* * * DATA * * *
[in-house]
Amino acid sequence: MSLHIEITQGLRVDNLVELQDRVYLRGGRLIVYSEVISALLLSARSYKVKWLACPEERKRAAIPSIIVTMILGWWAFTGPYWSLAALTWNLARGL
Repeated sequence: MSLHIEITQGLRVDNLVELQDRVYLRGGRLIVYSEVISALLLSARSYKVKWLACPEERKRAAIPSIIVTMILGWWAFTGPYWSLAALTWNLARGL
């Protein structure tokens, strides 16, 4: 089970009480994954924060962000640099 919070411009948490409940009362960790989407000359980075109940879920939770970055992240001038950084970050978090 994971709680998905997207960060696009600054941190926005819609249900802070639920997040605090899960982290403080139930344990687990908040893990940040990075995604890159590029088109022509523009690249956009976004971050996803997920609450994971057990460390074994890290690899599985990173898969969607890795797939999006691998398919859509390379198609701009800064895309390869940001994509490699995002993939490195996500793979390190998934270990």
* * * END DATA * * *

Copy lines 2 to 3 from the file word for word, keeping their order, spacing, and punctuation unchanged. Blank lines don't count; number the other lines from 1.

Amino acid sequence: MSLHIEITQGLRVDNLVELQDRVYLRGGRLIVYSEVISALLLSARSYKVKWLACPEERKRAAIPSIIVTMILGWWAFTGPYWSLAALTWNLARGL
Repeated sequence: MSLHIEITQGLRVDNLVELQDRVYLRGGRLIVYSEVISALLLSARSYKVKWLACPEERKRAAIPSIIVTMILGWWAFTGPYWSLAALTWNLARGL